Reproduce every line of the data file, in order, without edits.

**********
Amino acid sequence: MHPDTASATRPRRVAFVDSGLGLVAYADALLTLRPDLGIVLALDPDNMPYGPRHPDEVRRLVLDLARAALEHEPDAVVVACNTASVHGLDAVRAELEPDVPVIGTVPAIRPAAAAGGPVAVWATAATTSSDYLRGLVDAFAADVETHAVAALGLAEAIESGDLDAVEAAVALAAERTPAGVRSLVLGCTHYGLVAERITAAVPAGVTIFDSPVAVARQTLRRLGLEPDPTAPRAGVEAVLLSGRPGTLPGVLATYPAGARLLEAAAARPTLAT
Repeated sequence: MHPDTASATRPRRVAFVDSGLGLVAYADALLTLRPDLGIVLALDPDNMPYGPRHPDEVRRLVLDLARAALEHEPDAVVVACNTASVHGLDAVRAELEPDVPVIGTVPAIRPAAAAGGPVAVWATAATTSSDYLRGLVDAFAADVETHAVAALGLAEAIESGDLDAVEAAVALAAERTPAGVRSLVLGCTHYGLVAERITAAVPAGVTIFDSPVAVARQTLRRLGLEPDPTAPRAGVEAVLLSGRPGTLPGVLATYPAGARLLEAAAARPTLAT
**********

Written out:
Amino acid sequence: MHPDTASATRPRRVAFVDSGLGLVAYADALLTLRPDLGIVLALDPDNMPYGPRHPDEVRRLVLDLARAALEHEPDAVVVACNTASVHGLDAVRAELEPDVPVIGTVPAIRPAAAAGGPVAVWATAATTSSDYLRGLVDAFAADVETHAVAALGLAEAIESGDLDAVEAAVALAAERTPAGVRSLVLGCTHYGLVAERITAAVPAGVTIFDSPVAVARQTLRRLGLEPDPTAPRAGVEAVLLSGRPGTLPGVLATYPAGARLLEAAAARPTLAT
Repeated sequence: MHPDTASATRPRRVAFVDSGLGLVAYADALLTLRPDLGIVLALDPDNMPYGPRHPDEVRRLVLDLARAALEHEPDAVVVACNTASVHGLDAVRAELEPDVPVIGTVPAIRPAAAAGGPVAVWATAATTSSDYLRGLVDAFAADVETHAVAALGLAEAIESGDLDAVEAAVALAAERTPAGVRSLVLGCTHYGLVAERITAAVPAGVTIFDSPVAVARQTLRRLGLEPDPTAPRAGVEAVLLSGRPGTLPGVLATYPAGARLLEAAAARPTLAT